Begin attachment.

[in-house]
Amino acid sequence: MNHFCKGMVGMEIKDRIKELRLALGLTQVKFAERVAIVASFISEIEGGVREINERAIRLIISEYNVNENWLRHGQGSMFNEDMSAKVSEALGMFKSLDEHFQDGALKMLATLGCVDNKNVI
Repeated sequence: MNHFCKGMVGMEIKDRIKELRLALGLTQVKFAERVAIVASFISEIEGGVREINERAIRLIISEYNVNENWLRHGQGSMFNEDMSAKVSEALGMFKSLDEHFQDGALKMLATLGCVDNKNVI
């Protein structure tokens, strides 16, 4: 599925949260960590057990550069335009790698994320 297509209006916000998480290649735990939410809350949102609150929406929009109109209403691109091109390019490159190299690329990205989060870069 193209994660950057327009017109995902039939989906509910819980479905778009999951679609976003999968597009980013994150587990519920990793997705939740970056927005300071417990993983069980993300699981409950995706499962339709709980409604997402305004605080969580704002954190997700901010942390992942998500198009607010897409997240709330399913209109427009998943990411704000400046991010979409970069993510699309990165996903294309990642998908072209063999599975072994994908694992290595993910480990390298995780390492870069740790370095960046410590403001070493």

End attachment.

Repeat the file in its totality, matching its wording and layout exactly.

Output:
[in-house]
Amino acid sequence: MNHFCKGMVGMEIKDRIKELRLALGLTQVKFAERVAIVASFISEIEGGVREINERAIRLIISEYNVNENWLRHGQGSMFNEDMSAKVSEALGMFKSLDEHFQDGALKMLATLGCVDNKNVI
Repeated sequence: MNHFCKGMVGMEIKDRIKELRLALGLTQVKFAERVAIVASFISEIEGGVREINERAIRLIISEYNVNENWLRHGQGSMFNEDMSAKVSEALGMFKSLDEHFQDGALKMLATLGCVDNKNVI
């Protein structure tokens, strides 16, 4: 599925949260960590057990550069335009790698994320 297509209006916000998480290649735990939410809350949102609150929406929009109109209403691109091109390019490159190299690329990205989060870069 193209994660950057327009017109995902039939989906509910819980479905778009999951679609976003999968597009980013994150587990519920990793997705939740970056927005300071417990993983069980993300699981409950995706499962339709709980409604997402305004605080969580704002954190997700901010942390992942998500198009607010897409997240709330399913209109427009998943990411704000400046991010979409970069993510699309990165996903294309990642998908072209063999599975072994994908694992290595993910480990390298995780390492870069740790370095960046410590403001070493």